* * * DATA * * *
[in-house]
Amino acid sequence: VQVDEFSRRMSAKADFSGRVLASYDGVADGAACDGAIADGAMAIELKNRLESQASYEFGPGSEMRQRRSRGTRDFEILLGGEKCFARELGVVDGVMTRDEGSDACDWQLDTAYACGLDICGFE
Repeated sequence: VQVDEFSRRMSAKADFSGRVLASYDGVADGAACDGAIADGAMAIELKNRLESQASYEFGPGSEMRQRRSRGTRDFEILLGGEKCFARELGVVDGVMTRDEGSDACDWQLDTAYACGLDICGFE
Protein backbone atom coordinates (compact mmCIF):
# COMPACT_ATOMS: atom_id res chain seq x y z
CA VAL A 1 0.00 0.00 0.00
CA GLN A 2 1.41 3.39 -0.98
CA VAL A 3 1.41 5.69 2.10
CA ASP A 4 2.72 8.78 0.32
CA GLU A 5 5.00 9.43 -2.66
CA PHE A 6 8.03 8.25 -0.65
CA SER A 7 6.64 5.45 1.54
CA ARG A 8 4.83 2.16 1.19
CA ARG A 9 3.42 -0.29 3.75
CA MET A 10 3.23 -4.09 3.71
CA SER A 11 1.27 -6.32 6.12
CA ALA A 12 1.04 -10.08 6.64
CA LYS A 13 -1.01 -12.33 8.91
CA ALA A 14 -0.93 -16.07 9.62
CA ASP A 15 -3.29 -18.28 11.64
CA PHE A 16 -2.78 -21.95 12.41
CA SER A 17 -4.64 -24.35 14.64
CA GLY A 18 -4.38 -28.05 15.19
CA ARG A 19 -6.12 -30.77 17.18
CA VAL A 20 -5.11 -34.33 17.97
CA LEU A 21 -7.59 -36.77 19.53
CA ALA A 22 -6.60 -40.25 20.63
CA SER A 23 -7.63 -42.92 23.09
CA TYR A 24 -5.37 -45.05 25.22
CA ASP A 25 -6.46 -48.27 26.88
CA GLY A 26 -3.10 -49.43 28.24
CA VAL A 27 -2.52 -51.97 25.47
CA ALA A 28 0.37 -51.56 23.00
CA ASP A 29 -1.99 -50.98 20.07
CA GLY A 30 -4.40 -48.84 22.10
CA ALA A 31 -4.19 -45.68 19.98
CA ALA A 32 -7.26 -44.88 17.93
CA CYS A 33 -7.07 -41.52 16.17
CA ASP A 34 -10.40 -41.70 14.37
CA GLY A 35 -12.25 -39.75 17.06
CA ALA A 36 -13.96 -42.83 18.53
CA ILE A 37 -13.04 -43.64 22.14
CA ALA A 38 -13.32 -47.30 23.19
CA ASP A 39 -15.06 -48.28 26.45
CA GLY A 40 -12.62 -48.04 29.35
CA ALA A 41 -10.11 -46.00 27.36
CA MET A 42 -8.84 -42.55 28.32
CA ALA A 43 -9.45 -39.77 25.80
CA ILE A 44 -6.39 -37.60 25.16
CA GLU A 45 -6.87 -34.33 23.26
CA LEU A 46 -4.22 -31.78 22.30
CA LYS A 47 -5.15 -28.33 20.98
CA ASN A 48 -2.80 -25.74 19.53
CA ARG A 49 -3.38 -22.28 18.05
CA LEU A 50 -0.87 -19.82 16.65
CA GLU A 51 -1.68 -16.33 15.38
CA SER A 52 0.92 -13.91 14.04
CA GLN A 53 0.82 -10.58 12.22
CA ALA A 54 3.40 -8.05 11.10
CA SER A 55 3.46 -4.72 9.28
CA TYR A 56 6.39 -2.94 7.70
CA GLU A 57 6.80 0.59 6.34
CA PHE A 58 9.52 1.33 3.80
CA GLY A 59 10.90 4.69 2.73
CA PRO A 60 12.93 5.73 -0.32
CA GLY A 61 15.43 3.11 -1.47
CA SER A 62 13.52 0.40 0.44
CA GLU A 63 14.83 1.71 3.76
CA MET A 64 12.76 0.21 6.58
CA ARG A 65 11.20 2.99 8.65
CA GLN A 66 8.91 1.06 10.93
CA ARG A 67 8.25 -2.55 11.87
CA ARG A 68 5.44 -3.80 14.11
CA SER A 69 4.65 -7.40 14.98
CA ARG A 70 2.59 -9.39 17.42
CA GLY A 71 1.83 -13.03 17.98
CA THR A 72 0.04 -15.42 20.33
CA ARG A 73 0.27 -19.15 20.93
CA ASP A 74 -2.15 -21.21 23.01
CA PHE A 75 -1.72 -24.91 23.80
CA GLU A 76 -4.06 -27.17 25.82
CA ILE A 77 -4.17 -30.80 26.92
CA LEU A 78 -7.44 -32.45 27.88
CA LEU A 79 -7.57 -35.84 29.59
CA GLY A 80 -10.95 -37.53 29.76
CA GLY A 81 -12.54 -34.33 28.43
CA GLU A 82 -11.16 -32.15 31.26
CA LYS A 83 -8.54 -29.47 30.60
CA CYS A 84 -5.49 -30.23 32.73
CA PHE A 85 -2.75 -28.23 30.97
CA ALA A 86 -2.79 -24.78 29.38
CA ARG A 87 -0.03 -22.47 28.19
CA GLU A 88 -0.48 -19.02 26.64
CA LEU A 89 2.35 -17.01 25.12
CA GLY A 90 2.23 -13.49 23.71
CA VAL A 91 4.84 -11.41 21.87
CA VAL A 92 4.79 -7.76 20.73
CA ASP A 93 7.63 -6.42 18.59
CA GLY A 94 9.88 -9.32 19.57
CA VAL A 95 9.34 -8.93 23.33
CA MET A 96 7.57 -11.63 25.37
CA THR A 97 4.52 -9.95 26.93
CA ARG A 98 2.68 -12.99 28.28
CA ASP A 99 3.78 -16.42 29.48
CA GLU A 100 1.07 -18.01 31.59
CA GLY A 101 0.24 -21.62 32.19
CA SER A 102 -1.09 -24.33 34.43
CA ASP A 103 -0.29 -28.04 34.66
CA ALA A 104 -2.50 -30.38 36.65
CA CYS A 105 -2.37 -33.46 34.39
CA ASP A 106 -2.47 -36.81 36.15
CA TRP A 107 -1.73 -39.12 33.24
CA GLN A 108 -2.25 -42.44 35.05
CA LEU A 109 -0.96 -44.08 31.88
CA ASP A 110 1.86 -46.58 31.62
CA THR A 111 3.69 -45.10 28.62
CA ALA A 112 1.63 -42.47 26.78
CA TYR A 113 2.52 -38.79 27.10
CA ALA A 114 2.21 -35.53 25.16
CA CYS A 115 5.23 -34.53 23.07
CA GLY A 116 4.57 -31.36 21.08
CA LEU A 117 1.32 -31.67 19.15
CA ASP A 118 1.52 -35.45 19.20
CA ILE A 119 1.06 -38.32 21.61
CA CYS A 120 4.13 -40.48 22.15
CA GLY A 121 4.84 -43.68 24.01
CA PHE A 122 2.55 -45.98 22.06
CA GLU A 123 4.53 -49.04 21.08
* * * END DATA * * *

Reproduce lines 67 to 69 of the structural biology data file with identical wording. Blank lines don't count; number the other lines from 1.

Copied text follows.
CA SER A 62 13.52 0.40 0.44
CA GLU A 63 14.83 1.71 3.76
CA MET A 64 12.76 0.21 6.58